12 items from 2014
The members of the Online Film Critics Society — of which I am one — have jointly ranked the 86 movies that have won the Academy Award for Best Picture. This is our top 10:
1. The Godfather (1972)
2. Casablanca (1943)
3. The Godfather Part II (1974)
4. Sunrise (1927/28)
5. Lawrence of Arabia (1962)
6. It Happened One Night (1934)
7. All About Eve (1950)
8. Annie Hall (1977)
9. On the Waterfront (1954)
10. All Quiet on the Western Front (1929/30)
Links go to my reviews. The rest of the Ofcs list is at Online Film Critics Society. (You’ll see how current we can be: newly minted Best Pic 12 Years a Slave is on the list, at No. 23.)
Read more about the Oscar Best Pictures, including fascinating trivia nuggets for each Best Picture and the other nominees each were up against, in these Ofcs posts:
• “The Best of the Best Picture Oscar Winners, Part 1” (counting down from 86 to 66)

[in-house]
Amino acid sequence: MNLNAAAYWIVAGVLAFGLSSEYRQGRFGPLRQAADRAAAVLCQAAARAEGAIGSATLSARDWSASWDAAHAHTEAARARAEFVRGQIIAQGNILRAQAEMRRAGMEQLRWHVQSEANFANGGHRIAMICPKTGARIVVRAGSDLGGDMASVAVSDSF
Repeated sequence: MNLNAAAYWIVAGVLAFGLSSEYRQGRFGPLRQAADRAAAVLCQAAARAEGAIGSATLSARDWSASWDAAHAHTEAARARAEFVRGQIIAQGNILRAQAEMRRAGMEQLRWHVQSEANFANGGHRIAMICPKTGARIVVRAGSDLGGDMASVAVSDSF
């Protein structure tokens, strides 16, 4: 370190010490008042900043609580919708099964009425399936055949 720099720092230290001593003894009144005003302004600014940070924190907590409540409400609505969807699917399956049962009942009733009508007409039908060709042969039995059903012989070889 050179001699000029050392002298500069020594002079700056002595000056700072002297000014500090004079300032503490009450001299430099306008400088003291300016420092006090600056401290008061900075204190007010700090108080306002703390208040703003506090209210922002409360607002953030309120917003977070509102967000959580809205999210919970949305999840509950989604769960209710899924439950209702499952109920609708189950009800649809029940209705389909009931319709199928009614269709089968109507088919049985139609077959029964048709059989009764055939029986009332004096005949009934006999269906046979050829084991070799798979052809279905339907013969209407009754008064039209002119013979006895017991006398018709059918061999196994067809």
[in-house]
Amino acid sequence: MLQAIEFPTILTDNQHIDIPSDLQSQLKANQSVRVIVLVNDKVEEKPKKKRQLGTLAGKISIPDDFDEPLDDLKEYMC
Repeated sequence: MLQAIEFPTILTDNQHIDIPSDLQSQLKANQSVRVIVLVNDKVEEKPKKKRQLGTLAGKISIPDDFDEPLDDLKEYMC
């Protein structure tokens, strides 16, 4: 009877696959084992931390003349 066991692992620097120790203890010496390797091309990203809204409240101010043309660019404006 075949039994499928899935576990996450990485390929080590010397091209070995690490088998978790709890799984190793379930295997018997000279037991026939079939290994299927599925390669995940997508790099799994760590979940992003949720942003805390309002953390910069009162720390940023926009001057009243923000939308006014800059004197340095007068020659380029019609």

• “The Best of the Best Picture Oscar Winners, Part 2” (65 through 51)
• “The »
- MaryAnn Johanson
The 86th Academy Awards are this Sunday evening, and we're counting down the minutes!
We've already given you our Oscar predictions, and now we're bringing you a few of the best (and craziest) Academy Awards facts. From the first Best Actor winner to the "one dollar" Oscar rule, here are 23 things you (probably) don't know about the Oscars.
1. The youngest Oscar winner was Tatum O'Neal, who won Best Supporting Actress for "Paper Moon" (1973) when she was only 10 years old. Shirley Temple won the short-lived Juvenile Award at 6 years old.
3. After winning Best Actress for "Cabaret" (1972), Liza Minnelli became (and still is) the only Oscar winner whose parents both earned Oscars. Her mother, Judy Garland, received an honorary award in 1939 and her father, Vincente Minnelli, »
- Jonny Black
Just as horse racing has its Triple Crown, red-carpet season has its own impressive awards haul that only the boldest of films aspire to win: the "Big Five" at the Oscars. Taking home a trophy in the Best Actor, Best Actress, Best Picture, Best Director and Best Screenplay categories is considered a "sweep" at the Academy Awards, and this year's contest has American Hustle vying for the honor. In the 86-year history of the awards, 42 films have been nominated across the big five categories, with only three ever pulling off the sweep: 1934's It Happened One Night, 1975's One Flew Over the Cuckoo's Nest »
- Kiran Hefa